Tweet WinterIsComing.net

Series author George R. R. Martin gives a commentary for episode 9, “Blackwater,” the episode he wrote, and while the commentary begins with Martin connecting events in the show with how they originated in the book, once the battle begins he goes off on a lonnnng tangent about… helmets.

Specifically, Martin wanted the main characters to be wearing helmets during the battle scenes. (Sandor Clegane, Tyrion, Stannis, and Lancel Lannister all go without helmets during the battle scene.) The author explains his reasons why (it’s far more realistic, and Clegane’s helmet is really cool) but also acknowledges that he knows why they aren’t wearing helmets (it’s a visual medium and you need to be able to see the main character’s faces).

And yet…! Any time the battle scenes reappear, Martin brings up the helmet issue again. At one point he’s simply repeating “no helmet, helmet, no helmet…” as the camera pans across a bunch of soldiers fighting.

The Best Stuff Revealed in the Game of Thrones Season 2 Blu-ray Set (via lyrabelacqua)
  • me: this book brutally ripped out my heart and tore it to shreds then stomped it into the ground as i drowned in a sea of my tears and basked in eternal sorrow
  • me: here read it

lyndztanica:

Not every library is filled with just books.  >:3  Since my dayjob is an archival library… I guess now is a good time to say we have one of the largest science fiction collections in the country.  And George R.R. Martin’s personal papers.  

Which means sometimes we get warhammers, longswords, obsidian knives, etc.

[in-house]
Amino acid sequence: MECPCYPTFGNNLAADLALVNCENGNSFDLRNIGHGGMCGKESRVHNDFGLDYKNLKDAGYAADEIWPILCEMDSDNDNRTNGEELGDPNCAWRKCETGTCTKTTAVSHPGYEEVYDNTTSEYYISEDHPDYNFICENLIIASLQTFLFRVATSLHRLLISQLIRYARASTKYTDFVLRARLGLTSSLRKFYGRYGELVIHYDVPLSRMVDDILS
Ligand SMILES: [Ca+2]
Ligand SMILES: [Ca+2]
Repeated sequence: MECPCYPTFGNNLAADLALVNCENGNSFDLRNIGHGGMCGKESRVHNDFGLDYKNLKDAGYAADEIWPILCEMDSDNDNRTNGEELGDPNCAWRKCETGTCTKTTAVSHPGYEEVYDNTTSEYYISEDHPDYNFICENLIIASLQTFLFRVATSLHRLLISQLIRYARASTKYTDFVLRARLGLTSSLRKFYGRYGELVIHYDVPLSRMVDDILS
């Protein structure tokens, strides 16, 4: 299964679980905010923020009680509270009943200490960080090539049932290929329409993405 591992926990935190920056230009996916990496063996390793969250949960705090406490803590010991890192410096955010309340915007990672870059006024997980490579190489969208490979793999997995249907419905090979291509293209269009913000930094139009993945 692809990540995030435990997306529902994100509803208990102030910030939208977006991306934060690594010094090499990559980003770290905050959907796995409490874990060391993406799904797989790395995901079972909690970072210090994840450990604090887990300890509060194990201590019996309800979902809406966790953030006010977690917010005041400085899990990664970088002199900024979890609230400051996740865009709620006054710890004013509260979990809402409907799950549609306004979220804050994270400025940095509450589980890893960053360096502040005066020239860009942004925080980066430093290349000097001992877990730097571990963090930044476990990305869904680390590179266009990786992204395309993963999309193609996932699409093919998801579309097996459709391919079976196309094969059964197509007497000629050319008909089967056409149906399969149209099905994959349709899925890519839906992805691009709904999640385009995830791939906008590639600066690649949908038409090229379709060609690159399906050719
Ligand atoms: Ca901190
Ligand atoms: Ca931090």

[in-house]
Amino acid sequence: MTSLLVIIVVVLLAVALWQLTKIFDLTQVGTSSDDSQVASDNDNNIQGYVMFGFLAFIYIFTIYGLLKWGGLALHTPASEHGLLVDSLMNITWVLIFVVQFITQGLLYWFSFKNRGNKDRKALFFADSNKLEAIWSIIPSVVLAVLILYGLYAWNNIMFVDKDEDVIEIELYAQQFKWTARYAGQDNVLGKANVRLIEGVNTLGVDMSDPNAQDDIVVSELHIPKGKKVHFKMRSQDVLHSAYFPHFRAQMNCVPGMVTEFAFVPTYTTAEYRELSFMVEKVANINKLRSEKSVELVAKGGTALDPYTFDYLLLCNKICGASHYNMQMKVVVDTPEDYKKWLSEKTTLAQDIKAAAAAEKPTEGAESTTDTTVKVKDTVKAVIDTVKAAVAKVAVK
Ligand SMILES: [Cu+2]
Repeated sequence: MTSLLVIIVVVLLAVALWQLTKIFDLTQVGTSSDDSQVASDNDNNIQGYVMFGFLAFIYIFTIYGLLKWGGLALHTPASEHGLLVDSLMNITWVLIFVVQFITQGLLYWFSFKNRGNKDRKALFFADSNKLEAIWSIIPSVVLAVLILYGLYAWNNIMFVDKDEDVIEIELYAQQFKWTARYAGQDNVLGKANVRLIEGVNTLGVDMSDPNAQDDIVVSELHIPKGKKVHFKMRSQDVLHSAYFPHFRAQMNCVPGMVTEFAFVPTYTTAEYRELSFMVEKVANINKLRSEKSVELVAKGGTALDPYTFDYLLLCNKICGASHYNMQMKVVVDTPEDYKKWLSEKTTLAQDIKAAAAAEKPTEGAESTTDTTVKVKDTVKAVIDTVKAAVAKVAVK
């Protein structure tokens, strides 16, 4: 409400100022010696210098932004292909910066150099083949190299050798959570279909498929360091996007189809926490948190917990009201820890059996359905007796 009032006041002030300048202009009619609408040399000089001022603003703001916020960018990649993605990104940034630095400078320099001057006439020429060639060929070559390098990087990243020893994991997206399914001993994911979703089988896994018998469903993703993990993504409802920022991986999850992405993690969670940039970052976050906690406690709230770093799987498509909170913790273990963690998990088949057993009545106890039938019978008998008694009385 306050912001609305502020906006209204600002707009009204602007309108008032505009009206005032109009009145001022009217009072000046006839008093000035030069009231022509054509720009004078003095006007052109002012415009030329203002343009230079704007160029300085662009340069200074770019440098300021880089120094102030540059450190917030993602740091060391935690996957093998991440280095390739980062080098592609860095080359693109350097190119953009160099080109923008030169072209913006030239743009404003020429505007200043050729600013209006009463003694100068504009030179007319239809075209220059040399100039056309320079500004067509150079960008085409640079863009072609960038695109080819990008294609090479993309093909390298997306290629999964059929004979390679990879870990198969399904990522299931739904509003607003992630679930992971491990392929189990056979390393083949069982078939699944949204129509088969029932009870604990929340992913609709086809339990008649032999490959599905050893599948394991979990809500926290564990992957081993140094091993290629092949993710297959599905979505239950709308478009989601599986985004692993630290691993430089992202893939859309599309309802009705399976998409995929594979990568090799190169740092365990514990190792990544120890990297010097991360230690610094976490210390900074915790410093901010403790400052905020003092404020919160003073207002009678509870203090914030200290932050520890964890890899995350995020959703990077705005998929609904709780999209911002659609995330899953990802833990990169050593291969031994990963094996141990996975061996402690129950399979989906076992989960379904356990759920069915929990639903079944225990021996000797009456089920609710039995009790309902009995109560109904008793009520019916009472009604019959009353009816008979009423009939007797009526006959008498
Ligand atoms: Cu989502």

bowtiesandbaskerville:

“Raise your hand if you’ve ever felt personally victimized by George R. R. Martin…”

A fun George R.R. Martin interview

(beginning around 6:15 and ending 20 minutes into the video)

forfunandstuff:

Write Like the Wind

undesk:

Martin will kill them all

undesk:

Martin will kill them all

(via alexreturn)

Fantasy is silver and scarlet, indigo and azure, obsidian veined with gold and lapis lazuli. Reality is plywood and plastic, done up in mud brown and olive drab. Fantasy tastes of habaneros and honey, cinnamon and cloves, rare red meat and wines as sweet as summer. Reality is beans and tofu, and ashes at the end. Reality is the strip malls of Burbank, the smokestacks of Cleveland, a parking garage in Newark. Fantasy is the towers of Minas Tirith, the ancient stones of Gormenghast, the halls of Camelot. Fantasy flies on the wings of Icarus, reality on Southwest Airlines. Why do our dreams become so much smaller when they finally come true?

We read fantasy to find the colors again, I think. To taste strong spices and hear the songs the sirens sang. There is something old and true in fantasy that speaks to something deep within us, to the child who dreamt that one day he would hunt the forests of the night, and feast beneath the hollow hills, and find a love to last forever somewhere south of Oz and north of Shangri-La.

They can keep their heaven. When I die, I’d sooner go to Middle-Earth.
George R.R. Martin. (via kayleyhyde)

(via iowntheplace)

funnygeekmetalthings:

Valar Morghulis

funnygeekmetalthings:

Valar Morghulis

bookbabble:

How the editing process must have gone for the Song of Ice and Fire

bookbabble:

How the editing process must have gone for the Song of Ice and Fire

Tweet